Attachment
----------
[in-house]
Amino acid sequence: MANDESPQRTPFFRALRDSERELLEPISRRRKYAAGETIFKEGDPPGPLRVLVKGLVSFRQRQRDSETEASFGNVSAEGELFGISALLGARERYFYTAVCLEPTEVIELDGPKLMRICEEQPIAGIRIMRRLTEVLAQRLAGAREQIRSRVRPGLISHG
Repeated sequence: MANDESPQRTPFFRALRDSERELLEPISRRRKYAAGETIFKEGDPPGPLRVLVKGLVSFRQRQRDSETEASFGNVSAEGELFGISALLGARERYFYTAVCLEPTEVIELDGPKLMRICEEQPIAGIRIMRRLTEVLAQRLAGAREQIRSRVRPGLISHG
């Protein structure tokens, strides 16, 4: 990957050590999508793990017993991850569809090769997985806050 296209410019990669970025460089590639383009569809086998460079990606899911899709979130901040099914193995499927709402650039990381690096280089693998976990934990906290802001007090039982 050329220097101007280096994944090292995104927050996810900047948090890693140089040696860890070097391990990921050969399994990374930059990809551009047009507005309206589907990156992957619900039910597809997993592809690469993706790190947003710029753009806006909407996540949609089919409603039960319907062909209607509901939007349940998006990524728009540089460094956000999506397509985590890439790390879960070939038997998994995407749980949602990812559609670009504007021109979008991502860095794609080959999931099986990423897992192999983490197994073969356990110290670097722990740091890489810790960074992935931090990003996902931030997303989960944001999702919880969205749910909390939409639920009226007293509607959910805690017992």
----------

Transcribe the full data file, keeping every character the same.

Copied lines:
[in-house]
Amino acid sequence: MANDESPQRTPFFRALRDSERELLEPISRRRKYAAGETIFKEGDPPGPLRVLVKGLVSFRQRQRDSETEASFGNVSAEGELFGISALLGARERYFYTAVCLEPTEVIELDGPKLMRICEEQPIAGIRIMRRLTEVLAQRLAGAREQIRSRVRPGLISHG
Repeated sequence: MANDESPQRTPFFRALRDSERELLEPISRRRKYAAGETIFKEGDPPGPLRVLVKGLVSFRQRQRDSETEASFGNVSAEGELFGISALLGARERYFYTAVCLEPTEVIELDGPKLMRICEEQPIAGIRIMRRLTEVLAQRLAGAREQIRSRVRPGLISHG
């Protein structure tokens, strides 16, 4: 990957050590999508793990017993991850569809090769997985806050 296209410019990669970025460089590639383009569809086998460079990606899911899709979130901040099914193995499927709402650039990381690096280089693998976990934990906290802001007090039982 050329220097101007280096994944090292995104927050996810900047948090890693140089040696860890070097391990990921050969399994990374930059990809551009047009507005309206589907990156992957619900039910597809997993592809690469993706790190947003710029753009806006909407996540949609089919409603039960319907062909209607509901939007349940998006990524728009540089460094956000999506397509985590890439790390879960070939038997998994995407749980949602990812559609670009504007021109979008991502860095794609080959999931099986990423897992192999983490197994073969356990110290670097722990740091890489810790960074992935931090990003996902931030997303989960944001999702919880969205749910909390939409639920009226007293509607959910805690017992």